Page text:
Car Insurance Glossary

An auto insurance policy can be a confusing document, especially for first-time buyers. Understanding the terminology and the types of insurance offered can mean the difference between being fully covered for a loss and owing substantial amounts even after the insurance company settles the claim. While every driver hopes to never need to file a claim, should the worst happen, it is important to know what is covered and to what extent. The best time to accumulate this information is before buying the policy rather than after an accident.

Bodily Injury: Bodily injury is a form of liability coverage. Each state establishes the minimum limits of liability insurance a driver must maintain to legally operate or register a vehicle. These limits are normally expressed as three numbers, the first two of which apply to bodily injury, as in “15/25/15.” In this example, the minimum coverage is $15,000 for bodily injuries to one person in an accident or $25,000 for bodily injuries to two or more people injured in the same accident when the policyholder is at fault. The third number involves property damage. These are the minimum amount of coverage the state requires, but the numbers reflect the maximum amounts the insurance company will pay. Since most states have very low minimum requirements, the amounts may be insufficient to cover all damages incurred in an accident. Additional coverage will increase premiums, but might be worth considering, particularly by those with assets to protect, such as savings accounts, since the injured party can sue to recover any losses not addressed by the policy. It should also be noted that liability insurance covers only others, not the medical expenses or repair costs of the insured driver.

Collision: Collision pays for repairs to the covered driver’s car when involved in an accident. While state laws and insurance company policies vary, collision typically covers repairs to the body, drive train and electrical system regardless of which driver caused the accident. Should the other driver be found at fault, the insurance company will then seek to collect from his or her insurance company. Collision coverage is typically subject to a deductible. Most lenders will require this type of coverage until the loan is paid in full, after which it is optional and not legally required.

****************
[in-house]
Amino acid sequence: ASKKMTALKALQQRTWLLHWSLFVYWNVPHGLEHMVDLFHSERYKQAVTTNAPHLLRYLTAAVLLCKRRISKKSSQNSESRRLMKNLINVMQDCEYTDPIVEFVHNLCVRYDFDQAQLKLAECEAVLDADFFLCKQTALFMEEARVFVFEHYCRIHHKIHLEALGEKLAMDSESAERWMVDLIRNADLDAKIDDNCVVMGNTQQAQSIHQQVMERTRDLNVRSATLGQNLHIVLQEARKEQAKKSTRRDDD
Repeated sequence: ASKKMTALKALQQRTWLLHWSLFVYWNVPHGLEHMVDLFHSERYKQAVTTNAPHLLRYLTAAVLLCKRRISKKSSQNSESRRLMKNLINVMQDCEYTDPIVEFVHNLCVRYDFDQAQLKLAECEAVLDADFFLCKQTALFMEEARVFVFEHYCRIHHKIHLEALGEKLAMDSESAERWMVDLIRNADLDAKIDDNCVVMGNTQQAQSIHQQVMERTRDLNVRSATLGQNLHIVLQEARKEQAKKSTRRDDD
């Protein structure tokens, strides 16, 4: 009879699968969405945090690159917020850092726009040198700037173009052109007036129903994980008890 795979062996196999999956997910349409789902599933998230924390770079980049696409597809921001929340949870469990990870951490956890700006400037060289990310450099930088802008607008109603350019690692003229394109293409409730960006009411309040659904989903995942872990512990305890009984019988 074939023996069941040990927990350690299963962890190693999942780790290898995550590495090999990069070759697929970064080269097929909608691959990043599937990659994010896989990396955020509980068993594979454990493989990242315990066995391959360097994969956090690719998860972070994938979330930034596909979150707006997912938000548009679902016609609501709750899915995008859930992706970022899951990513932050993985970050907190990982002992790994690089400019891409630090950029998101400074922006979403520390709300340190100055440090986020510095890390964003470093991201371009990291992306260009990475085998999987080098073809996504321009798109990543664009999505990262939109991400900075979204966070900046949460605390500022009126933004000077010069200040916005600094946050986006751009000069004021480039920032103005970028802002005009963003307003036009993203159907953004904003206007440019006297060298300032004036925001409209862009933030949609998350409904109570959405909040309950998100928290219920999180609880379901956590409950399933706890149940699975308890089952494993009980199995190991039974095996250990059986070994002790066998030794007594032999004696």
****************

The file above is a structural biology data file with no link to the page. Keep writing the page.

Comprehensive: Comprehensive reimburses the vehicle owner for damages to his car that are not caused by an accident. Acts of vandalism, hail damage, windshield breakage from flying debris and theft of the vehicle are examples of incidents normally covered by comprehensive. Policyholders should read the clause carefully to determine any types of loss that may be specifically excluded, such as from flooding or other act of nature. Comprehensive may or may not be supplanted by homeowner’s insurance when the loss can be covered by either policy, such as when a home fire destroys a garaged car. Like comprehensive, collision is normally subject to a deductible and is typically required by a lender while there is still a balance owed on the loan. If there is no lien holder, the coverage is optional and not legally mandated.

Covered Driver: When an insurance policy is written, it typically includes all members of the policyholders immediate family who are licensed drivers and who reside in the same household. Some policies also include anyone to whom the policyholder has given permission to drive her vehicle, while others limit coverage of unlisted drivers to those who are acting on her specific request. Because of the wide variance, it is important to read the clause carefully to determine who will be considered a covered driver and for what types of coverage.

Deductible: The deductible is the amount the policyholder must pay out-of-pocket before the insurance company will begin to cover a loss. It most often applies to collision and comprehensive insurance. As an example, if vandals cause $1,000 of damage to a vehicle and the deductible is $500, the policyholder and the insurance company will each pay half. If the damage is $400 and the deductible is $500, the insurance company will pay nothing and the policyholder will be responsible for the repair. Policies with higher deductibles generally have lower premiums. However, if a vehicle has a loan balance, the lender may dictate the amount of the deductible allowed.